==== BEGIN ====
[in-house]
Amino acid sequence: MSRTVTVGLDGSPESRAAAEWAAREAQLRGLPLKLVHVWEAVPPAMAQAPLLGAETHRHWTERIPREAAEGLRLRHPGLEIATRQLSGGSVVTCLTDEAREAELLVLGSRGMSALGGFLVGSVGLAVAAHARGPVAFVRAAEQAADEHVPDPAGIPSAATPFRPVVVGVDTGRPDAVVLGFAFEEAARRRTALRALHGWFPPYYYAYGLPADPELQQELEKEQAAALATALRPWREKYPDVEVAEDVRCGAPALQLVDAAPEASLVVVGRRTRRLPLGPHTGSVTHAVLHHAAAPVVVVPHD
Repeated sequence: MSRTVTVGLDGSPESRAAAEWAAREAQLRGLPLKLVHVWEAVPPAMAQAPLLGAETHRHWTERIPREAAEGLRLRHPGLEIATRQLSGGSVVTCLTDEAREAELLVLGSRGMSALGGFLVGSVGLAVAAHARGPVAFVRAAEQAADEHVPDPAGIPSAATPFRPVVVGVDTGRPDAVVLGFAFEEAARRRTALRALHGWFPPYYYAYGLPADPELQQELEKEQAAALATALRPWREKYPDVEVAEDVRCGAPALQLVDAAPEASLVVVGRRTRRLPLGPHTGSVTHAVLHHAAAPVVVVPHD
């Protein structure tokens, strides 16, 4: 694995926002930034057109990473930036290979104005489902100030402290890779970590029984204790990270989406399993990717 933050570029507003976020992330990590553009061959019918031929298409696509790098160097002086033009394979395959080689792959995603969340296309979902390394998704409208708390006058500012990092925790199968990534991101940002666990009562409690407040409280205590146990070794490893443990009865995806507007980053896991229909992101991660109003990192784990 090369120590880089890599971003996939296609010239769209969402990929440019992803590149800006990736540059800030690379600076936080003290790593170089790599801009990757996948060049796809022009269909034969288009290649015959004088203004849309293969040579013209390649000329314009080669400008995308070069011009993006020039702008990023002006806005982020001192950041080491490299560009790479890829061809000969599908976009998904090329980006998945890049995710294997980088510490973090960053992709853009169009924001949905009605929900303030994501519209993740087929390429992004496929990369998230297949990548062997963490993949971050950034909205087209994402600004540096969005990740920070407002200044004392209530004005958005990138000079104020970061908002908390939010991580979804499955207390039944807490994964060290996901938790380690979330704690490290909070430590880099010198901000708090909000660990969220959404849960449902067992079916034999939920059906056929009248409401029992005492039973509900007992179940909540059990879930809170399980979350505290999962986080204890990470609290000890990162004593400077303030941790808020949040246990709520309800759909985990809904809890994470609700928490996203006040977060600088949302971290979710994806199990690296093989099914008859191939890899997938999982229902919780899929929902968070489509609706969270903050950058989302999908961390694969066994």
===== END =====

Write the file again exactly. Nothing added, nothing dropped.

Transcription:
[in-house]
Amino acid sequence: MSRTVTVGLDGSPESRAAAEWAAREAQLRGLPLKLVHVWEAVPPAMAQAPLLGAETHRHWTERIPREAAEGLRLRHPGLEIATRQLSGGSVVTCLTDEAREAELLVLGSRGMSALGGFLVGSVGLAVAAHARGPVAFVRAAEQAADEHVPDPAGIPSAATPFRPVVVGVDTGRPDAVVLGFAFEEAARRRTALRALHGWFPPYYYAYGLPADPELQQELEKEQAAALATALRPWREKYPDVEVAEDVRCGAPALQLVDAAPEASLVVVGRRTRRLPLGPHTGSVTHAVLHHAAAPVVVVPHD
Repeated sequence: MSRTVTVGLDGSPESRAAAEWAAREAQLRGLPLKLVHVWEAVPPAMAQAPLLGAETHRHWTERIPREAAEGLRLRHPGLEIATRQLSGGSVVTCLTDEAREAELLVLGSRGMSALGGFLVGSVGLAVAAHARGPVAFVRAAEQAADEHVPDPAGIPSAATPFRPVVVGVDTGRPDAVVLGFAFEEAARRRTALRALHGWFPPYYYAYGLPADPELQQELEKEQAAALATALRPWREKYPDVEVAEDVRCGAPALQLVDAAPEASLVVVGRRTRRLPLGPHTGSVTHAVLHHAAAPVVVVPHD
């Protein structure tokens, strides 16, 4: 694995926002930034057109990473930036290979104005489902100030402290890779970590029984204790990270989406399993990717 933050570029507003976020992330990590553009061959019918031929298409696509790098160097002086033009394979395959080689792959995603969340296309979902390394998704409208708390006058500012990092925790199968990534991101940002666990009562409690407040409280205590146990070794490893443990009865995806507007980053896991229909992101991660109003990192784990 090369120590880089890599971003996939296609010239769209969402990929440019992803590149800006990736540059800030690379600076936080003290790593170089790599801009990757996948060049796809022009269909034969288009290649015959004088203004849309293969040579013209390649000329314009080669400008995308070069011009993006020039702008990023002006806005982020001192950041080491490299560009790479890829061809000969599908976009998904090329980006998945890049995710294997980088510490973090960053992709853009169009924001949905009605929900303030994501519209993740087929390429992004496929990369998230297949990548062997963490993949971050950034909205087209994402600004540096969005990740920070407002200044004392209530004005958005990138000079104020970061908002908390939010991580979804499955207390039944807490994964060290996901938790380690979330704690490290909070430590880099010198901000708090909000660990969220959404849960449902067992079916034999939920059906056929009248409401029992005492039973509900007992179940909540059990879930809170399980979350505290999962986080204890990470609290000890990162004593400077303030941790808020949040246990709520309800759909985990809904809890994470609700928490996203006040977060600088949302971290979710994806199990690296093989099914008859191939890899997938999982229902919780899929929902968070489509609706969270903050950058989302999908961390694969066994």